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Sous Vide: Recipes, Techniques & Equipment (Part 9)

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#331 cookalong

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Posted 13 January 2014 - 12:07 PM

Yes, it might very well be proteins on the surface, kind of like the white goo you can get when you cook un-salted salmon. I could scrape most of it away, but the surface was still a lot darker than the meat inside (which was a bit pink).

 

The reason for blanching the bags was to kill surface bacteria, from what I know it can produce off-flavours in beef.

 

Yeah, I shredded it while it was still hot (and cooked). It tasted fine by the way, very happy with the texture.


Edited by cookalong, 13 January 2014 - 12:11 PM.


#332 rotuts

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Posted 13 January 2014 - 12:14 PM

ive never had off flavors during SV.  mushy-ness:  yes, early on during my studies.  no longer. check the Bladwin tables re time to pasteurize w SV

 

i no long get mushy-ness esp w chuck is that I SV single mussle groups when I can.  some muscles esp. w chuck dont need as long as what's right up next to them.


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#333 cookalong

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Posted 13 January 2014 - 12:18 PM

I haven't noticed any off flavours neither, just seems to be good practise to briefly dunk the bags in boiling water, from what I've read on this forum.

The meat itself was fine, it just looked funny on the surface. And it must definitely be pasteurized after 48 hours.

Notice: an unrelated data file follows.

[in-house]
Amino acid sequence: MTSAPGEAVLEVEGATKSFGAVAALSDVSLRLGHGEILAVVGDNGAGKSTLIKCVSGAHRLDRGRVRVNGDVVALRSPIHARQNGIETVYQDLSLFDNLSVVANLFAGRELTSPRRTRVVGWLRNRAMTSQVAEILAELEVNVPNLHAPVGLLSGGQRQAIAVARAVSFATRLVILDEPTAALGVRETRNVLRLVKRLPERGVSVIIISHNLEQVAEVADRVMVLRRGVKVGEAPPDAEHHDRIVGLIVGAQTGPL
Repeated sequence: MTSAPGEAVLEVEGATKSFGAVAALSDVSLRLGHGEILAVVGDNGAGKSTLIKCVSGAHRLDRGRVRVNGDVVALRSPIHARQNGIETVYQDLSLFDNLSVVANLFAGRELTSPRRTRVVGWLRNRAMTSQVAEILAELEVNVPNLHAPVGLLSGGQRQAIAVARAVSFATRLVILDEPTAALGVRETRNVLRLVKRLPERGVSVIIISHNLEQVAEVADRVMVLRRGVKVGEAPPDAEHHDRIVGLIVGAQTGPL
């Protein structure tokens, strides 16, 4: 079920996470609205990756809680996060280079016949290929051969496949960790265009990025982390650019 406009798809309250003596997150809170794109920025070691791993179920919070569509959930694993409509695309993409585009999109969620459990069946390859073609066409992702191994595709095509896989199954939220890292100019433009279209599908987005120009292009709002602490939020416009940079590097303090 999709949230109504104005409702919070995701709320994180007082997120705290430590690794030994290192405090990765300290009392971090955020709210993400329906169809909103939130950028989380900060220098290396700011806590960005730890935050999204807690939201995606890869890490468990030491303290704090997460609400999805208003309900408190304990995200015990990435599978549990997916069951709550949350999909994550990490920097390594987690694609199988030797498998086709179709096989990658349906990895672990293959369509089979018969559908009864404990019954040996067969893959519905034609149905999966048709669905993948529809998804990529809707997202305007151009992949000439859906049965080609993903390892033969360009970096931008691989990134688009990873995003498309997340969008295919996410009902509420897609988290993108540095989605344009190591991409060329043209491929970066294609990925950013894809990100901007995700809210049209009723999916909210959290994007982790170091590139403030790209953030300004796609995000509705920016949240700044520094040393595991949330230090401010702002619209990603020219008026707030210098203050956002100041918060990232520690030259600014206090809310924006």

#334 cookalong

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Posted 13 January 2014 - 02:02 PM

Btw, anyone who can share any light on the plastic exfoliating? The surface of the bags felt rough after 48 hours at 65 C. I briefly put the bags on the counter and when I removed them, I could see lots of tiny pieces of plastic on the counter, very small and very thin. The bags are of the brand Orved, they are made for sous vide, and should be okay to use for temperatures up to 115 C.



#335 KennethT

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Posted 13 January 2014 - 02:03 PM

I've noticed the brown goo on the outside of long cooked meats as well. To me, it looks like coagulated protein - like if you took meat drippings and brought it to a boil - you'd see the same stuff. Definitely not harmful, and, as Nickrey pointed out a long time ago, you can fry in a little oil and it turns into fond which you can deglaze and make a nice pan sauce from.

#336 rotuts

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Posted 13 January 2014 - 02:12 PM

Cookalong:

 

Id look for another source for bags.

 

cut your losses and write them off.


Edited by rotuts, 13 January 2014 - 02:12 PM.


#337 cookalong

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Posted 13 January 2014 - 02:17 PM

I've noticed the brown goo on the outside of long cooked meats as well. To me, it looks like coagulated protein - like if you took meat drippings and brought it to a boil - you'd see the same stuff. Definitely not harmful, and, as Nickrey pointed out a long time ago, you can fry in a little oil and it turns into fond which you can deglaze and make a nice pan sauce from.

I've tried to make stock from the liquid from bags, but when I reduce it, it doesn't taste good, almost a bit gamey.

 

Cookalong:

 

Id look for another source for bags.

 

cut your losses and write them off.